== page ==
I almost feel as though I’m repeating myself. Dolce & Gabbana does a very Italian collection. How many seasons have we said that? This is another one. Yes, the clothes are beautiful. Yes, the clothes are different than last season. But the duo isn’t stepping much outside their homeland for inspiration. Granted, at least this season they attempt to take us on more of a tour of Italy, which is very rich in ancient culture and very diverse as one moves from North to South, but we don’t see those pieces until the end.
In some ways, this D&G collection seems to want to act as a promotional piece for Italian tourism. The soundtrack was Dean Martin singing Italian love songs from the early 1960s. Fittingly, the silhouettes were also from the early 60s. In fact, just about everything coming down the runway seemed to have its origins somewhere around 1964. The only thing that wasn’t from that era were the cell phones with sparkling gold covers that the models used to take selfies as they came down the runway.
No, I’m not kidding. The models actually stopped and took selfies in the middle of the runway. The shots were then displayed on giant video screens hung above the guests. Now, in a normal runway presentation that element probably wouldn’t be too bad. But if you’ve seen a D&G runway you know they use a lot of models and send them down close together, often in pairs. Stopping in the middle of this runway is like stopping in the middle of a busy highway. Can we say distracting? I understand what they were trying to do, but most in attendance agree that it didn’t help the show at all.
So, in this yet-another-Italian collection, what really matters? Let’s start with headpieces. Scarves, crowns, flower-embellished headband, and once again, the embellished headphones were all a part of this collection. This is important because, for a majority of people, those may be the only pieces they can afford. The fabrics in this collection are rich, sumptuous, well-conceived, and extremely expensive. Add to that the fact that many are embellished with applique and/or embroidery and that drives the price up even more. The looks they achieve are fantastic, but this sends them well into the luxury zone like never before. One’s also going to experience an uptick in their dry cleaning bill because nothing in this collection is going to be machine washable.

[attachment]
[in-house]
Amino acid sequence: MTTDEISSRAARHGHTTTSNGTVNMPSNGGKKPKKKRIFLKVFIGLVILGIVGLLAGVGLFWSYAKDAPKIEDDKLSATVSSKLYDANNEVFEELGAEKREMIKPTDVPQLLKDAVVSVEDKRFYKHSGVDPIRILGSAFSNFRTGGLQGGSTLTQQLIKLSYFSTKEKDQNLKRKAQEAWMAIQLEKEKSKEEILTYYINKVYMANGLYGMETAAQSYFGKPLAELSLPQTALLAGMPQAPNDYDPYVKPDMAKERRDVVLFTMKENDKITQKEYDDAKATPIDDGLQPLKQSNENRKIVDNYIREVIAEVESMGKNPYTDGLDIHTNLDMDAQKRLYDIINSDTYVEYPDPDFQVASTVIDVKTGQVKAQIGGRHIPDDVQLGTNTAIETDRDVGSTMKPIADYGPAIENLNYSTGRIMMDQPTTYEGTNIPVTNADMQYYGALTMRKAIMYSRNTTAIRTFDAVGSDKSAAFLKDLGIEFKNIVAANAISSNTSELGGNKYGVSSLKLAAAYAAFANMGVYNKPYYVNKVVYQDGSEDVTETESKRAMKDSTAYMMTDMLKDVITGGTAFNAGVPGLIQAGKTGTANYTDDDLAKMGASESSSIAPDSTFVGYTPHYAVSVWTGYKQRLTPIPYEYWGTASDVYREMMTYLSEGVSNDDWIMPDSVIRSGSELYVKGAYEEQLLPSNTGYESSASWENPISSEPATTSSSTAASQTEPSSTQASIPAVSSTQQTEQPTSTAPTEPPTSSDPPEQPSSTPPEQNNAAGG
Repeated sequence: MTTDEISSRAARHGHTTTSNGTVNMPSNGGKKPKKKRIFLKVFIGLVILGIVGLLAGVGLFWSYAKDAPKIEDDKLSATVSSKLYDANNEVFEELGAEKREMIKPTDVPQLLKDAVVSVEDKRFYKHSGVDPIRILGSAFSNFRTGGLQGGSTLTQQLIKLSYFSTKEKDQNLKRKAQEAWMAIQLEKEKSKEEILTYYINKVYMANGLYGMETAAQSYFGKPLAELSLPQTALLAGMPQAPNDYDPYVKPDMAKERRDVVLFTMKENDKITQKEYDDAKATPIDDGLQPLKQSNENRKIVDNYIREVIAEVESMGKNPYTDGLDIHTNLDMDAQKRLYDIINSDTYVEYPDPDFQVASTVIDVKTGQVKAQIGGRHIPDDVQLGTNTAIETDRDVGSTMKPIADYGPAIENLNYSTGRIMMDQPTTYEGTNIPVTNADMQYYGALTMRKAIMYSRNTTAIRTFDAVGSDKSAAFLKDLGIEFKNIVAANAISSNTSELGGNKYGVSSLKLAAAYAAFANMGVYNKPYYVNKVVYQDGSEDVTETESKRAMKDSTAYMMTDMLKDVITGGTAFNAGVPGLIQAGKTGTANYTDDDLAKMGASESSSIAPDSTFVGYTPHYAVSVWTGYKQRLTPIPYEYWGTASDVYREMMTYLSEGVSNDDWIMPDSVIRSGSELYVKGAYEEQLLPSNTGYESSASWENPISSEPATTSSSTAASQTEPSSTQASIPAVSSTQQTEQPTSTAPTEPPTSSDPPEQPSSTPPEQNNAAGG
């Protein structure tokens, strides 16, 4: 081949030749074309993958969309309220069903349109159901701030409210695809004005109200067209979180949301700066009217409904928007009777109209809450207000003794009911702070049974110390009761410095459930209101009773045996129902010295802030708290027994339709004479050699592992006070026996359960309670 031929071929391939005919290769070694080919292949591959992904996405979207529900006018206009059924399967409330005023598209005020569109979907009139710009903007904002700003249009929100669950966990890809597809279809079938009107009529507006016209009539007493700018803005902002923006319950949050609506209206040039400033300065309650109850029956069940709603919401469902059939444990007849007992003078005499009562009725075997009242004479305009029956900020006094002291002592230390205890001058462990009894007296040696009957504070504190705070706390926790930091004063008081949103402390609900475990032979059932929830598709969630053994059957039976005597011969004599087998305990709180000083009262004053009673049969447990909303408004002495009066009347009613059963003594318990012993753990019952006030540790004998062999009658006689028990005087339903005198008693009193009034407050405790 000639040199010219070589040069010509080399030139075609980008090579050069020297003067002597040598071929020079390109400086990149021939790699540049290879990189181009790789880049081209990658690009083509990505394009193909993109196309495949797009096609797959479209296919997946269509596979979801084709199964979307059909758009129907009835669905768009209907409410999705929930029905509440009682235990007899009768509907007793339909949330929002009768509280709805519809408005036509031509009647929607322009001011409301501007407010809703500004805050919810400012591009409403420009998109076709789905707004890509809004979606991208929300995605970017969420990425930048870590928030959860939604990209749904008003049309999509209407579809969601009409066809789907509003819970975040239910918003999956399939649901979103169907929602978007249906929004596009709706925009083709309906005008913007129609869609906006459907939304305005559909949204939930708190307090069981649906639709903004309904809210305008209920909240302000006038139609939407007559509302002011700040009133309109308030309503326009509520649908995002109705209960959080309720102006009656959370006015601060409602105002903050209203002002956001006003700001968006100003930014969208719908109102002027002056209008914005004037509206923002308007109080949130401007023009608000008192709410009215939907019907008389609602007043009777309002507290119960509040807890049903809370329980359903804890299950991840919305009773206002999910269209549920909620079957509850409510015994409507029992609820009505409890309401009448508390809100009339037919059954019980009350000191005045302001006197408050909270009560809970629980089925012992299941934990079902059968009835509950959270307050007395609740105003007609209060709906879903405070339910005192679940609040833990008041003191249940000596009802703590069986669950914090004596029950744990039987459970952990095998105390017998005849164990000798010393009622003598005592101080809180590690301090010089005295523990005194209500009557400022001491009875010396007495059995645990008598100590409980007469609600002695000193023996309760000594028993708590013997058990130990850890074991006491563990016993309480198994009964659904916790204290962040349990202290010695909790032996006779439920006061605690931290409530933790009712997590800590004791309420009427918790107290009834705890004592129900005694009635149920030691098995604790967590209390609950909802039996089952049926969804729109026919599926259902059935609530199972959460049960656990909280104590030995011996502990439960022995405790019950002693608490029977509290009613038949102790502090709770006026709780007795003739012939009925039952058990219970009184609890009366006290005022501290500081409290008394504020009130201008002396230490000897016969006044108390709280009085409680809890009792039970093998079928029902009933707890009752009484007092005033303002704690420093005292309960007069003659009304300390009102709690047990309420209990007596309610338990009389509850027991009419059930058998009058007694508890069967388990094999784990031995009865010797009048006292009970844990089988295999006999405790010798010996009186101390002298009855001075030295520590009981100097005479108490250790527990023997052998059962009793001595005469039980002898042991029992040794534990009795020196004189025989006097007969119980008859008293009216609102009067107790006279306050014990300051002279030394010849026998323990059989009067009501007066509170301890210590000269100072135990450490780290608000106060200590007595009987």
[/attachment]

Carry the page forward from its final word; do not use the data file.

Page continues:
While the silhouettes are straight from the 60s, with fitted skirts and high collars and such, the treatments are totally contemporary. We see a lot of sheer skirts throughout the collection, a lot of floral prints (yet again), and an extensive use of stripes, which has become a rather quiet, under spoken trend here in Milan. There’s also heavy use of Italian lace, no small amount of chiffon, and so much silk there’s any army of worms needing a vacation.
For the finalé walk, models did a quick change (as always) and returned in printed tunics that displayed top tourist attractions in Italy’s major tourist cities. The guys are definitely proud of their heritage, but one also wonders if any of this is done in an effort to pay off their back tax bill. I can see knock-offs of these tunics hanging in every little gift shop from Bologna to Napoli. Is anyone who lives anywhere else really going to want one if they’ve not actually visited the city?
For all the beauty and elegance in this collection, I really am beginning to get the feeling we’ve seen much of this before. While there’s nothing wrong with celebrating one’s heritage and being proud to be Italian, a little more variety might be nice. Maybe next season they can branch out a bit. Conquer Greece, perhaps. Although, that hasn’t always turned out well for the Italians, has it? Maybe Portugal. Monaco. Ibiza. Something just a little bit different, please.